Book launch announced for "Supercommunity," co-edited by MACP director of research Brian K

Double U.S. Book Launch of Duty Free Art and Supercommunity January 24, 2018, 6:30 pm Solomon R. Guggenheim Museum In collaboration with e-flux and Verso Books, the Guggenheim presents the U.S. launch of two recent Verso publications: Hito Steyerl’s Duty Free Art: Art in the Age of Planetary Civil War, a new volume of essays by the writer, filmmaker, and artist; and Supercommunity: Diabolical Togetherness Beyond Contemporary Art, a collection of essays, poems, short stories, and plays by artists and theorists selected from the eponymous 88-text issue of e-flux journal commissioned for the 56th Venice Biennale. The evening will feature Steyerl in conversation with media theorist Wendy Hui Ky

MACP fellow Jesse Firestone curates show at NARS Foundation entitled "New Monuments for a Bette

New Monuments for a Better Tomorrow, Pt 1 Curated by Jesse Bandler Firestone January 26 - February 23 Opening reception: January 26 NARS Foundation 201 46th St Fl 4, Brooklyn, New York 11220 New Monuments for a Better Tomorrow brings together seven artists and their proposals for new public works. These new works are not shown as pristine 3D renderings, but are instead exhibited as artworks that utilize a range of techniques and mediums to convey their ideas to the viewer. By treating each artwork as a stand-in for an unrealized monument, the viewer is asked to use their imagination and complete the image of each proposed work. In turn, the exhibition creates a scenario where the viewer mu

MACP Alumna Allison Peller co-curates show at Dorsky Gallery Curatorial Programs entitled "Mold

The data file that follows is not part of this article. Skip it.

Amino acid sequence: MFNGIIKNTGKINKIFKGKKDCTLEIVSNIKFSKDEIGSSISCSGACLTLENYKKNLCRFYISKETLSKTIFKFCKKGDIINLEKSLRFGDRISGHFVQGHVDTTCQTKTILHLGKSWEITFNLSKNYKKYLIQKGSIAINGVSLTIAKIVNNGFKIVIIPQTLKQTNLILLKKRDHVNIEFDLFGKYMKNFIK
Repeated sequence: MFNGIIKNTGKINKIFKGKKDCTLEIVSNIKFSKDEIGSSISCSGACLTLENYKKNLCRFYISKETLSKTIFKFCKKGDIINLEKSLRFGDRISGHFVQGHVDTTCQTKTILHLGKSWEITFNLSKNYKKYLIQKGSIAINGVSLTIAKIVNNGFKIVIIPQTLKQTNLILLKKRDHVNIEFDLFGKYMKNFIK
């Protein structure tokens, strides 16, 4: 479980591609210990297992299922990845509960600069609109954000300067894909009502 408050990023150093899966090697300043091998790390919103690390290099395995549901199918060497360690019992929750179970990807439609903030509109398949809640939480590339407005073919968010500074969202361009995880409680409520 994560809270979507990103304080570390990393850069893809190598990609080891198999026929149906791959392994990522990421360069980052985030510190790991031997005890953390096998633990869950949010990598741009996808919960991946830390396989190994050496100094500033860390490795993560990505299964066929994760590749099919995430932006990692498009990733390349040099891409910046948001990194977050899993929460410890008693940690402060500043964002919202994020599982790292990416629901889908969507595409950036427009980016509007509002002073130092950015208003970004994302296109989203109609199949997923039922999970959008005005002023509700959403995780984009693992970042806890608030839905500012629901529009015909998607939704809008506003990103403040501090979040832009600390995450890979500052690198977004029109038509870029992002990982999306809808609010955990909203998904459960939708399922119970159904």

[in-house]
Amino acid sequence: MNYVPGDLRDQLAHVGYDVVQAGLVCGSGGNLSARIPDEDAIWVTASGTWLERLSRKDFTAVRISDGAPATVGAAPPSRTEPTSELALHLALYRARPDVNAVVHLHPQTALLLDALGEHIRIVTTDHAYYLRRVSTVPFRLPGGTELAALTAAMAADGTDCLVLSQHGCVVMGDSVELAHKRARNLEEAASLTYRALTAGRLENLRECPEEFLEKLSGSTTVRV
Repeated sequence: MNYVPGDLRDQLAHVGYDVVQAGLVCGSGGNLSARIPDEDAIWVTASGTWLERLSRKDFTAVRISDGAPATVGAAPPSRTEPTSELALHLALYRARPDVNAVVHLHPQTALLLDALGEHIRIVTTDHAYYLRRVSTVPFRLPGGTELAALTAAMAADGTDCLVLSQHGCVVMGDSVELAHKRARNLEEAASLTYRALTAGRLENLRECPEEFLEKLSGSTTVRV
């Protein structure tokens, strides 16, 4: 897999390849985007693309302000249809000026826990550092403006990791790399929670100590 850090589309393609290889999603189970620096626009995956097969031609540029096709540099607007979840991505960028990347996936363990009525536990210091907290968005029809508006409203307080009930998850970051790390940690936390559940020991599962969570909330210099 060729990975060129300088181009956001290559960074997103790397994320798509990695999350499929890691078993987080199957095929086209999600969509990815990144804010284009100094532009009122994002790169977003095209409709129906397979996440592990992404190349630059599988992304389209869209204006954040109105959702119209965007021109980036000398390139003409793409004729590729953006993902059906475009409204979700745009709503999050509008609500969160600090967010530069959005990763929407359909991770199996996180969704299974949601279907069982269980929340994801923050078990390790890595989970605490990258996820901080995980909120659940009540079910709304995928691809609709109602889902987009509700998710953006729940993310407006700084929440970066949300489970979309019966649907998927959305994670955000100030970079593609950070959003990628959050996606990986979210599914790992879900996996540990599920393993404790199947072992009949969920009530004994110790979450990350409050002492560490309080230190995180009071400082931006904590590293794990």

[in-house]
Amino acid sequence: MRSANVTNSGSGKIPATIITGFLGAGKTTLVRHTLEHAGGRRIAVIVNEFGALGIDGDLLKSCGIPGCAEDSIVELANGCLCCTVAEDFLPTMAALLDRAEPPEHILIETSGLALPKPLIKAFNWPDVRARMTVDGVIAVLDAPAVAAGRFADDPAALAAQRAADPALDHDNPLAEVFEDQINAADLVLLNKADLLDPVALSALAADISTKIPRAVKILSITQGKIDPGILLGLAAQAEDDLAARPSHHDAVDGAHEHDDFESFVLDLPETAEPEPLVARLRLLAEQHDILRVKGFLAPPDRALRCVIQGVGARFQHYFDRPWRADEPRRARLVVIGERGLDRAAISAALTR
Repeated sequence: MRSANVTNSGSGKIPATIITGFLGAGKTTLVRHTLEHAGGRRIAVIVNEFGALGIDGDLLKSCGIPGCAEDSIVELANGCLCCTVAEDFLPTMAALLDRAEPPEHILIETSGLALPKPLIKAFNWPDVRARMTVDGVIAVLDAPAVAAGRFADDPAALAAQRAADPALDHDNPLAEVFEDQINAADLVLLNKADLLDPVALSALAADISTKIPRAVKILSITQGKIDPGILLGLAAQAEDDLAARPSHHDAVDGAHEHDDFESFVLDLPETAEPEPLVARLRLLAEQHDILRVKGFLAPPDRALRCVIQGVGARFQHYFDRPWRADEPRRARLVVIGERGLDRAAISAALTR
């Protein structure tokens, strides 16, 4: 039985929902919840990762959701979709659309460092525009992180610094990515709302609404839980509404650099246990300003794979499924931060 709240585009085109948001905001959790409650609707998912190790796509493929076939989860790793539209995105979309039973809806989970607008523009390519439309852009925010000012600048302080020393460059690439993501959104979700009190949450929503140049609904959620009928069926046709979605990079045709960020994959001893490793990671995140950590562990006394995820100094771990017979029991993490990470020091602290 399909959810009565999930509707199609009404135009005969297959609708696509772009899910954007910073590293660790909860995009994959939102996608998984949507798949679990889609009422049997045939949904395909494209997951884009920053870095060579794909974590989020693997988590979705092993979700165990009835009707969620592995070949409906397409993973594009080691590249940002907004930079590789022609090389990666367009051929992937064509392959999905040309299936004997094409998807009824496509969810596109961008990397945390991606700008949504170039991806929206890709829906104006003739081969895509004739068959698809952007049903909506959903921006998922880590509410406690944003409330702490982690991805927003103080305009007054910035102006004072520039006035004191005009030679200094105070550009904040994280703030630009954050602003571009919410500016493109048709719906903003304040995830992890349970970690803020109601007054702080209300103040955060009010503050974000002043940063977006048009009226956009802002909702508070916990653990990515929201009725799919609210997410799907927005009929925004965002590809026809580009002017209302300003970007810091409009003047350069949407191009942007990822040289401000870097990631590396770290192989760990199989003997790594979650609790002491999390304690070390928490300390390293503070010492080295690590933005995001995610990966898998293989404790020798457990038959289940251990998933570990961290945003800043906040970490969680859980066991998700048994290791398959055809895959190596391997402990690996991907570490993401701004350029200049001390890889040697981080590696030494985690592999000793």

Molding / Mark-Making: Ceramic Artists and Their Drawings Curated by Margaret Mathews-Berenson and Allison Peller Featuring the work of Ann Agee, Lynda Benglis, Kathy Butterly, Nicole Cherubini, Elisa D’Arrigo, Peter Gourlain, Joanne Greenbaum, Valerie Hegarty, Stephanie Imbeau, Kristen Jensen, Julia Kunin, Alice Mackler, Annabeth Rosen, Arlene Shechet, Peter Shire, and Betty Woodman January 21 – March 25, 2018 Opening Reception: Sunday, January 21, 2018, 2-5 pm Dorsky Gallery Curatorial Programs 11-03 45th Ave, Long Island City 11101 More here.

Bloomsbury Publishing releases new publication by MACP faculty member Keith Whitmoyer entitled &quot

The Philosophy of Ontological Lateness Merleau-Ponty and the Tasks of Thinking Addressing Merleau-Ponty's work Phenomenology of Perception, in dialogue with The Visible and the Invisible, his lectures at the Collège de France, and his reading of Proust, this book argues that at play in his thought is a philosophy of “ontological lateness”. This describes the manner in which philosophical reflection is fated to lag behind its objects; therefore an absolute grasp on being remains beyond its reach. Merleau-Ponty articulates this philosophy against the backdrop of what he calls “cruel thought”, a style of reflecting that seeks resolution by limiting, circumscribing, and arresting its object.